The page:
Although they never met, both artists have a longstanding history in the Bay Area and deep connections to SFMOMA. Matisse’s expressive paintings were first introduced to San Francisco shortly after the 1906 earthquake, shocking the arts community with their startling colors and brushwork.
The French artist made one visit to San Francisco, in 1930, and his very first West Coast survey was held at SFMOMA in 1936, a year after the museum was founded. Matisse’s work—specifically Woman with a Hat (1905), on view in the exhibition—has become a historical anchor of SFMOMA’s painting and sculpture collection.
Had deep personal and professional connections with the Bay Area, growing up in San Francisco’s Ingleside Terrace neighborhood and graduating from Lowell High School; attending Stanford University, the University of California, Berkeley and the San Francisco Art Institute (then the California School of Fine Arts); and teaching at both the San Francisco Art Institute and the California College of the Arts.
He visited SFMOMA for the first time in 1945, and exhibited his work here for the first time in 1946. Continuing the exploration of artistic inspiration, an adjacent coda gallery will feature work by contemporary artists that relate to Matisse and Diebenkorn, including Rachel Harrison, Elizabeth Peyton and others.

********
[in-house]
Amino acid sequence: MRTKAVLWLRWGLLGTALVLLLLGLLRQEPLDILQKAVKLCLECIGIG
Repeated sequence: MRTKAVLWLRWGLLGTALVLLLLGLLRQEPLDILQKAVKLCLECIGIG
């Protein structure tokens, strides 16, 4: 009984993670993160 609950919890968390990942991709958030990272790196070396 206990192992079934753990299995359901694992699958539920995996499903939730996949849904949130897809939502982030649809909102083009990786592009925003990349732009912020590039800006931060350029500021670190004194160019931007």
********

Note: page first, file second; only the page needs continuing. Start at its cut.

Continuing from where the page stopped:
Continuing the exploration of artistic inspiration, an adjacent coda gallery will feature work by contemporary artists that relate to Matisse and Diebenkorn, including Rachel Harrison, Elizabeth Peyton and others.
Thomas Weisel Family Curator of Painting and Sculpture.
“Matisse/Diebenkorn is an incredible story of artistic inspiration, revealing how Diebenkorn’s enduring fascination with Matisse informed his own body of work in substantive and often surprising ways,”
“The exhibition casts new light on two artists represented in depth in SFMOMA’s holdings, and in fact several of the Matisse paintings now in our collection were among the very first paintings by the French artist that Diebenkorn ever saw.”
Number of pages: 184 pages
Number of images; 120 color illustrations
and 14 black-and-white illustrations
Editor: Janet Bishop and Katherine Rothkopf
Price at exhibition venues, $39.95.
Everywhere else, $49.95
The exhibition is accompanied by a fully illustrated catalogue that charts the evolution of Matisse’s impact on Diebenkorn during the course of Diebenkorn’s career.